The various shortages caused by problems with the global supply chain have provided the latest boost in momentum for an increasingly popular idea in Washington: making the American economy less dependent on China.

What policymakers refer to as “selective decoupling” is intended to protect the United States against some of the risks from China’s unsteady economy while also lessening the possibility that Beijing could use its economic tools coercively against Washington. In short, selective decoupling reduces two types of vulnerabilities: economic and strategic.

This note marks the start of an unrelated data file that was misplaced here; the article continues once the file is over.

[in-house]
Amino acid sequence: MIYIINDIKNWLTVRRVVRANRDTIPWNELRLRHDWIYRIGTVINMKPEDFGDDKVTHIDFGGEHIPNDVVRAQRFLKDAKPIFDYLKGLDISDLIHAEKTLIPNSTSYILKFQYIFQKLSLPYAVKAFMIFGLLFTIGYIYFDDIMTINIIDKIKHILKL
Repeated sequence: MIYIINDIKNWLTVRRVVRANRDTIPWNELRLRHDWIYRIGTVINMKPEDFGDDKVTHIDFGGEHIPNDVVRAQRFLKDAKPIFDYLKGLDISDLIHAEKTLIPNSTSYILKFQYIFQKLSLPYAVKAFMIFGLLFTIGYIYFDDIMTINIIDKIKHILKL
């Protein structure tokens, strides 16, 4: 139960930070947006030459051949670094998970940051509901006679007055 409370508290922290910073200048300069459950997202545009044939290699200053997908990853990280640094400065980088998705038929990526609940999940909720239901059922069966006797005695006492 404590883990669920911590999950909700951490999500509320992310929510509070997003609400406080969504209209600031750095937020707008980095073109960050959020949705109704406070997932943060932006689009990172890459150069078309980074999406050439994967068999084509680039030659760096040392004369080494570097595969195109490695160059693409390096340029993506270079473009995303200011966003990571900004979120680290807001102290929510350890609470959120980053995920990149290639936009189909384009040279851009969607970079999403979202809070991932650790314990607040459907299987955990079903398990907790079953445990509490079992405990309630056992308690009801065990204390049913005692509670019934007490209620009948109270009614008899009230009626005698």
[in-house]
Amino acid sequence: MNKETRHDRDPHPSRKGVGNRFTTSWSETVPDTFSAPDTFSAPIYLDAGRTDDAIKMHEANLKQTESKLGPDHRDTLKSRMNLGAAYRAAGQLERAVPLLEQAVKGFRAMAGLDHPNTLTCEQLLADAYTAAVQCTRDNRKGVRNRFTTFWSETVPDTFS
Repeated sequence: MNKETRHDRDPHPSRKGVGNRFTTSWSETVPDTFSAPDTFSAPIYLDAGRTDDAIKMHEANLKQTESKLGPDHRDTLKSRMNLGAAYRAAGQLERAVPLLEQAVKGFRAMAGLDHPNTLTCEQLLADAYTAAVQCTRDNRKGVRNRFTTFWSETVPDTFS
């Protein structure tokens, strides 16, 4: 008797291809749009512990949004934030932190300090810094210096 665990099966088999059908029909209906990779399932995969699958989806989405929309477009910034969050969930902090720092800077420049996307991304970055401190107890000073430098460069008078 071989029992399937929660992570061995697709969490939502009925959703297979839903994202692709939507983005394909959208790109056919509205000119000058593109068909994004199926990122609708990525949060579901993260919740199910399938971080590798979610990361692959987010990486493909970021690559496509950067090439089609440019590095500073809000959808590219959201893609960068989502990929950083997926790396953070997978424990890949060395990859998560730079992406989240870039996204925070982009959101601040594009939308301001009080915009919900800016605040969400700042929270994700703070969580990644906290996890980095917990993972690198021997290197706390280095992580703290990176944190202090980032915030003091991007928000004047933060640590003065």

But one of the best, and most overlooked, ways to lessen China’s leverage is, counterintuitively, deeper coupling in certain areas. In other words, Washington should be playing offense, too, not just defense. Making China more dependent on the U.S. should be part of any strategic approach toward Beijing.

Washington Examiner:

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